Date of Award


Degree Name

Master of Science


Molecular Biology Microbiology and Biochemistry

First Advisor

Hamilton-Brehm, Scott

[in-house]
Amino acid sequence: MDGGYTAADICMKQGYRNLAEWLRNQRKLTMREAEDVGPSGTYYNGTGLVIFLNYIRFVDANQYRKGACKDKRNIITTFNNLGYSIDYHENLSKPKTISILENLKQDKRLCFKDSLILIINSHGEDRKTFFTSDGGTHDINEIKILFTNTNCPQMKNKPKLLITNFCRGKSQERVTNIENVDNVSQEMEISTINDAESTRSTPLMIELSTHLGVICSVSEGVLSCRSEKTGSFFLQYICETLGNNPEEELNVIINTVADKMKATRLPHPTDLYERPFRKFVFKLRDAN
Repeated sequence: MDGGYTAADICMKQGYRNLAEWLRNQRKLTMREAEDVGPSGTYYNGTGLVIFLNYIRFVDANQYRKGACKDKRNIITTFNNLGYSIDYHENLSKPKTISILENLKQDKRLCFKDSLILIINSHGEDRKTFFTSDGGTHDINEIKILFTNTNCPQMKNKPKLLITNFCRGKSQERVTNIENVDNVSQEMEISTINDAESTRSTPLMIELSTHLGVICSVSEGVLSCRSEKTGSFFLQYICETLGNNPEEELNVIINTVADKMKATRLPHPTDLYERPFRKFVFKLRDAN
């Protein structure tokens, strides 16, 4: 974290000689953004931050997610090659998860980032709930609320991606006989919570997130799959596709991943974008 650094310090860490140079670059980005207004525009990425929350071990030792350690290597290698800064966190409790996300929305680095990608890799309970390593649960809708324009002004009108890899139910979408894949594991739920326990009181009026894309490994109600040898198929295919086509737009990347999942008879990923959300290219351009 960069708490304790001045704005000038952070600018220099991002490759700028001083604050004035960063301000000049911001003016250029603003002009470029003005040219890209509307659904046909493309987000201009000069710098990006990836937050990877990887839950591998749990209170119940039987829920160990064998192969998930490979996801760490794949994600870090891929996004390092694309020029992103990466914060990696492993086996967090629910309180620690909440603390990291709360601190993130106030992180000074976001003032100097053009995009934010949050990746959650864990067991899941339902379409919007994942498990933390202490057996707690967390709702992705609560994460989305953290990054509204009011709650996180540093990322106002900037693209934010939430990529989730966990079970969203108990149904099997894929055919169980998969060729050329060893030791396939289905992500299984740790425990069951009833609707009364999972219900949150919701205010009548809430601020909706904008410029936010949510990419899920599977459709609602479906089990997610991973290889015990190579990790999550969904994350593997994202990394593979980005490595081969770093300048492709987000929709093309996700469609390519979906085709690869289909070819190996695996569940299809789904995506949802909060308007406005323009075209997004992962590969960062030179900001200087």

Microorganisms exist ubiquitously on Earth, yet their functions and ecological roles remain elusive. Investigating these microbes is accomplished by using culture-dependent and culture-independent methodologies. This study employs both methodologies to characterize: 1) the genomic potential of the novel deep-subsurface bacterial isolate Thermanaerosceptrum fracticalcis strain DRI-13T by combining next-generation and nanopore sequencing technologies and 2) the microbiome of the artificial marine environment for the Hawaiian Bobtail Squid in aquaculture using next-generation sequencing of 16S rRNA gene. Microbial ecology of the deep-subsurface remains understudied in terms of microbial diversity and function. The genomic information of DRI-13T revealed a potential for syntrophic relationships, diverse metabolic potential including prophages/antiviral defenses, and novel methylation motifs. Artificial marine environments housing marine the Hawaiian Bobtail Squid (Euprymna scolopes) contain microorganisms that can directly influence animal and aquaculture health. No studies presently show if bacterial communities of the tank environment correlate with the health and productivity of E. scolopes. This study sought to address this by sampling from a year of unproductive aquaculture yield and comparing the bacterial communities from productive cohorts. Bacterial communities from unproductive samples show less bacterial diversity and abundance coupled with shifts in bacterial composition. Nitrate and pH levels between the tanks were found to be strong influences on determining the bacterial populations of productive and unproductive cohorts.




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